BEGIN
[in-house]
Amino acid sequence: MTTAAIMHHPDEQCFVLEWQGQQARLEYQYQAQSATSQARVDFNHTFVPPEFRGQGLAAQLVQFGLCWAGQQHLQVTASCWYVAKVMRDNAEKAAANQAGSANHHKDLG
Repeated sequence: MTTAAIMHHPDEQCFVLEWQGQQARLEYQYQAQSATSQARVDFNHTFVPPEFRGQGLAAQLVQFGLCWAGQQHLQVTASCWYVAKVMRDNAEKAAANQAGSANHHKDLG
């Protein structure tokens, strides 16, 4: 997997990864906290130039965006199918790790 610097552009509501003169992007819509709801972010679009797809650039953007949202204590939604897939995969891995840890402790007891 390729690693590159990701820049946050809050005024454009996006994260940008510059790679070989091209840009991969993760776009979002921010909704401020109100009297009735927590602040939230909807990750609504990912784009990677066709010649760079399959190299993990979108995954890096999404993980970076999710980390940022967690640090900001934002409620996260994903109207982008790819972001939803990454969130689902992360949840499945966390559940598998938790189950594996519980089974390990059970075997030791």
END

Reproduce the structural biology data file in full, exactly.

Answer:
[in-house]
Amino acid sequence: MTTAAIMHHPDEQCFVLEWQGQQARLEYQYQAQSATSQARVDFNHTFVPPEFRGQGLAAQLVQFGLCWAGQQHLQVTASCWYVAKVMRDNAEKAAANQAGSANHHKDLG
Repeated sequence: MTTAAIMHHPDEQCFVLEWQGQQARLEYQYQAQSATSQARVDFNHTFVPPEFRGQGLAAQLVQFGLCWAGQQHLQVTASCWYVAKVMRDNAEKAAANQAGSANHHKDLG
């Protein structure tokens, strides 16, 4: 997997990864906290130039965006199918790790 610097552009509501003169992007819509709801972010679009797809650039953007949202204590939604897939995969891995840890402790007891 390729690693590159990701820049946050809050005024454009996006994260940008510059790679070989091209840009991969993760776009979002921010909704401020109100009297009735927590602040939230909807990750609504990912784009990677066709010649760079399959190299993990979108995954890096999404993980970076999710980390940022967690640090900001934002409620996260994903109207982008790819972001939803990454969130689902992360949840499945966390559940598998938790189950594996519980089974390990059970075997030791």